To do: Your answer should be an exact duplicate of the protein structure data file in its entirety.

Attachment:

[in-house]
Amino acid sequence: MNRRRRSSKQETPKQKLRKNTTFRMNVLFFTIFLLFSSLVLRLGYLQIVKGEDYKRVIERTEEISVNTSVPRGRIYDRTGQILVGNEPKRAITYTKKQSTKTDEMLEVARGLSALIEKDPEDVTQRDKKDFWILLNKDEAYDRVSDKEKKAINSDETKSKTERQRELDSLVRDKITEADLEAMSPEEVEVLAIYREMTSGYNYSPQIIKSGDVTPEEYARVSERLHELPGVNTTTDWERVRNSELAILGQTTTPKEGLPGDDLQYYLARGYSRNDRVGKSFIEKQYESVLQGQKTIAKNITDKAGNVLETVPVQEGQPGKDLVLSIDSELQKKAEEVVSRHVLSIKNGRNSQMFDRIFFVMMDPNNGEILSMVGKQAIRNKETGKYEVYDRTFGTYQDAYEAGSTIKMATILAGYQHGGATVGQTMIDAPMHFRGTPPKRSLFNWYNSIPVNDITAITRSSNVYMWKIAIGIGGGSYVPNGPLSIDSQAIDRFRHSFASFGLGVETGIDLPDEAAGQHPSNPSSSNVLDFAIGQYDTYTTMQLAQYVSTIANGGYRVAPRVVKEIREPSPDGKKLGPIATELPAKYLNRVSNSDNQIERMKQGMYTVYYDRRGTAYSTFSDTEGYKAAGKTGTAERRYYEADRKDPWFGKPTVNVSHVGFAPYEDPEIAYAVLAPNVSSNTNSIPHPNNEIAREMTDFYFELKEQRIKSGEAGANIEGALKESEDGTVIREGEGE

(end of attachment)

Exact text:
[in-house]
Amino acid sequence: MNRRRRSSKQETPKQKLRKNTTFRMNVLFFTIFLLFSSLVLRLGYLQIVKGEDYKRVIERTEEISVNTSVPRGRIYDRTGQILVGNEPKRAITYTKKQSTKTDEMLEVARGLSALIEKDPEDVTQRDKKDFWILLNKDEAYDRVSDKEKKAINSDETKSKTERQRELDSLVRDKITEADLEAMSPEEVEVLAIYREMTSGYNYSPQIIKSGDVTPEEYARVSERLHELPGVNTTTDWERVRNSELAILGQTTTPKEGLPGDDLQYYLARGYSRNDRVGKSFIEKQYESVLQGQKTIAKNITDKAGNVLETVPVQEGQPGKDLVLSIDSELQKKAEEVVSRHVLSIKNGRNSQMFDRIFFVMMDPNNGEILSMVGKQAIRNKETGKYEVYDRTFGTYQDAYEAGSTIKMATILAGYQHGGATVGQTMIDAPMHFRGTPPKRSLFNWYNSIPVNDITAITRSSNVYMWKIAIGIGGGSYVPNGPLSIDSQAIDRFRHSFASFGLGVETGIDLPDEAAGQHPSNPSSSNVLDFAIGQYDTYTTMQLAQYVSTIANGGYRVAPRVVKEIREPSPDGKKLGPIATELPAKYLNRVSNSDNQIERMKQGMYTVYYDRRGTAYSTFSDTEGYKAAGKTGTAERRYYEADRKDPWFGKPTVNVSHVGFAPYEDPEIAYAVLAPNVSSNTNSIPHPNNEIAREMTDFYFELKEQRIKSGEAGANIEGALKESEDGTVIREGEGE